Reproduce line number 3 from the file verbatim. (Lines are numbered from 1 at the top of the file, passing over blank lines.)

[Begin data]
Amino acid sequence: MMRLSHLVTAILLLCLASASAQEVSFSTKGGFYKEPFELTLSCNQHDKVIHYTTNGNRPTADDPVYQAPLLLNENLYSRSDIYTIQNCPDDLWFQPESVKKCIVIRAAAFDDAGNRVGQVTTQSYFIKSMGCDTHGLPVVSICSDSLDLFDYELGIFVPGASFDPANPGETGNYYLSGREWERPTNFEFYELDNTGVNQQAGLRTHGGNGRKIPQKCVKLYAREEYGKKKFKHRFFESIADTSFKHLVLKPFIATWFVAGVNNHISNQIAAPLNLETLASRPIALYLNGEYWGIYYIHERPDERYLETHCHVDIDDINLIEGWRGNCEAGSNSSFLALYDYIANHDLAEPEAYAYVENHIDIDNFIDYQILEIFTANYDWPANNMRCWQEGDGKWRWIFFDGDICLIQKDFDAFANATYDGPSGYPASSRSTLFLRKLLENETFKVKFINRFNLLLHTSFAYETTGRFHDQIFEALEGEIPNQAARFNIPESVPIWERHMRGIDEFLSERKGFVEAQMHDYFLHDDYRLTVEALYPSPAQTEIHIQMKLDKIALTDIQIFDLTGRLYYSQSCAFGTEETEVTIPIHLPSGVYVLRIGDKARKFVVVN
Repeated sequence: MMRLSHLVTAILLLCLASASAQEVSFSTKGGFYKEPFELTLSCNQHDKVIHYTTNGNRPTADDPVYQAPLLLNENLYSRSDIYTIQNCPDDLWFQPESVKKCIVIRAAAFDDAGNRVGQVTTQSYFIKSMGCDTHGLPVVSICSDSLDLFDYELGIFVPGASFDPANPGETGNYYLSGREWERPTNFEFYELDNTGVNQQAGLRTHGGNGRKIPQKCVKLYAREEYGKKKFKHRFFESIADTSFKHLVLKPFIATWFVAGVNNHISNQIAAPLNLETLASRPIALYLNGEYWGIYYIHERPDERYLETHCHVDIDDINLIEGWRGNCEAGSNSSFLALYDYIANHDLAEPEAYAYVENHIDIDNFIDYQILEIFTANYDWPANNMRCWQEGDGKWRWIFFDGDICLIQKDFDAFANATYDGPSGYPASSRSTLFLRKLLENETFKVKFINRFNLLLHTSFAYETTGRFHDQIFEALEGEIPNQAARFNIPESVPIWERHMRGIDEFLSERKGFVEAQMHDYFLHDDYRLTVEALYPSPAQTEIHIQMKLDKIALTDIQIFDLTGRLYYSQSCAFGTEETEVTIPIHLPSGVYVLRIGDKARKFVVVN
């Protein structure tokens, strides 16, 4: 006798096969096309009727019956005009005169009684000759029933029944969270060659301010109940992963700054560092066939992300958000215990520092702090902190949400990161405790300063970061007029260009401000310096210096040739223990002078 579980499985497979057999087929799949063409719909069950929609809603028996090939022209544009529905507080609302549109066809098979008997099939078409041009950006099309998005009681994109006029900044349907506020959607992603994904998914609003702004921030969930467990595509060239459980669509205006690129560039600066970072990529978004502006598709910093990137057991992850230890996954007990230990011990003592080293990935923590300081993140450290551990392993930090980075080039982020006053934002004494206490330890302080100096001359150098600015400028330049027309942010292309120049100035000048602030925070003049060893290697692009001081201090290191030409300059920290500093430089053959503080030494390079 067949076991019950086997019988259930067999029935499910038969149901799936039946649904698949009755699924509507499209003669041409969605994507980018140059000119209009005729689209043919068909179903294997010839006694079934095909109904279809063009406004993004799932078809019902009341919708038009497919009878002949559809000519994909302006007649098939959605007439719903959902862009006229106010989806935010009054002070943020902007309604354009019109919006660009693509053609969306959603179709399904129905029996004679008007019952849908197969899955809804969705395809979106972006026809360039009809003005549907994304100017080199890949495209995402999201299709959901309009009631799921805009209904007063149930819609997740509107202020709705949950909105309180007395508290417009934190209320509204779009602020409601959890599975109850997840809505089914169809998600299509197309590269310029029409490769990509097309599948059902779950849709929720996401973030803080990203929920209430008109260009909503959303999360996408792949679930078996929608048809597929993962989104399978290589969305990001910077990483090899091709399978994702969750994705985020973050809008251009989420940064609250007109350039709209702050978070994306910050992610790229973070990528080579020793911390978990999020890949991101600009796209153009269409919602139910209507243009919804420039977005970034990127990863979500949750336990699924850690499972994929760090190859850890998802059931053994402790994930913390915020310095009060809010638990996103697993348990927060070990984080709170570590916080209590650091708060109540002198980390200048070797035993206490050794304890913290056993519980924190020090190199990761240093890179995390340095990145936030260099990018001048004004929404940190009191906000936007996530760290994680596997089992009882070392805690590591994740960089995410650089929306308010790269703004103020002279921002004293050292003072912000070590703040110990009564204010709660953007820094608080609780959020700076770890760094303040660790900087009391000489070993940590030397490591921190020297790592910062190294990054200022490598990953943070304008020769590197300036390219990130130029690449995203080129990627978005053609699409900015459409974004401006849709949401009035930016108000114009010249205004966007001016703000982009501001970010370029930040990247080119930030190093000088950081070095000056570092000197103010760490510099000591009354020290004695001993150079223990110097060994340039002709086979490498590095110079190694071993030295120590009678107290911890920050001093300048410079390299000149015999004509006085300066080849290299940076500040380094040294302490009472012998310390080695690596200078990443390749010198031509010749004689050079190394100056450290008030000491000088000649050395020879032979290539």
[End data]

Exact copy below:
């Protein structure tokens, strides 16, 4: 006798096969096309009727019956005009005169009684000759029933029944969270060659301010109940992963700054560092066939992300958000215990520092702090902190949400990161405790300063970061007029260009401000310096210096040739223990002078 579980499985497979057999087929799949063409719909069950929609809603028996090939022209544009529905507080609302549109066809098979008997099939078409041009950006099309998005009681994109006029900044349907506020959607992603994904998914609003702004921030969930467990595509060239459980669509205006690129560039600066970072990529978004502006598709910093990137057991992850230890996954007990230990011990003592080293990935923590300081993140450290551990392993930090980075080039982020006053934002004494206490330890302080100096001359150098600015400028330049027309942010292309120049100035000048602030925070003049060893290697692009001081201090290191030409300059920290500093430089053959503080030494390079 067949076991019950086997019988259930067999029935499910038969149901799936039946649904698949009755699924509507499209003669041409969605994507980018140059000119209009005729689209043919068909179903294997010839006694079934095909109904279809063009406004993004799932078809019902009341919708038009497919009878002949559809000519994909302006007649098939959605007439719903959902862009006229106010989806935010009054002070943020902007309604354009019109919006660009693509053609969306959603179709399904129905029996004679008007019952849908197969899955809804969705395809979106972006026809360039009809003005549907994304100017080199890949495209995402999201299709959901309009009631799921805009209904007063149930819609997740509107202020709705949950909105309180007395508290417009934190209320509204779009602020409601959890599975109850997840809505089914169809998600299509197309590269310029029409490769990509097309599948059902779950849709929720996401973030803080990203929920209430008109260009909503959303999360996408792949679930078996929608048809597929993962989104399978290589969305990001910077990483090899091709399978994702969750994705985020973050809008251009989420940064609250007109350039709209702050978070994306910050992610790229973070990528080579020793911390978990999020890949991101600009796209153009269409919602139910209507243009919804420039977005970034990127990863979500949750336990699924850690499972994929760090190859850890998802059931053994402790994930913390915020310095009060809010638990996103697993348990927060070990984080709170570590916080209590650091708060109540002198980390200048070797035993206490050794304890913290056993519980924190020090190199990761240093890179995390340095990145936030260099990018001048004004929404940190009191906000936007996530760290994680596997089992009882070392805690590591994740960089995410650089929306308010790269703004103020002279921002004293050292003072912000070590703040110990009564204010709660953007820094608080609780959020700076770890760094303040660790900087009391000489070993940590030397490591921190020297790592910062190294990054200022490598990953943070304008020769590197300036390219990130130029690449995203080129990627978005053609699409900015459409974004401006849709949401009035930016108000114009010249205004966007001016703000982009501001970010370029930040990247080119930030190093000088950081070095000056570092000197103010760490510099000591009354020290004695001993150079223990110097060994340039002709086979490498590095110079190694071993030295120590009678107290911890920050001093300048410079390299000149015999004509006085300066080849290299940076500040380094040294302490009472012998310390080695690596200078990443390749010198031509010749004689050079190394100056450290008030000491000088000649050395020879032979290539």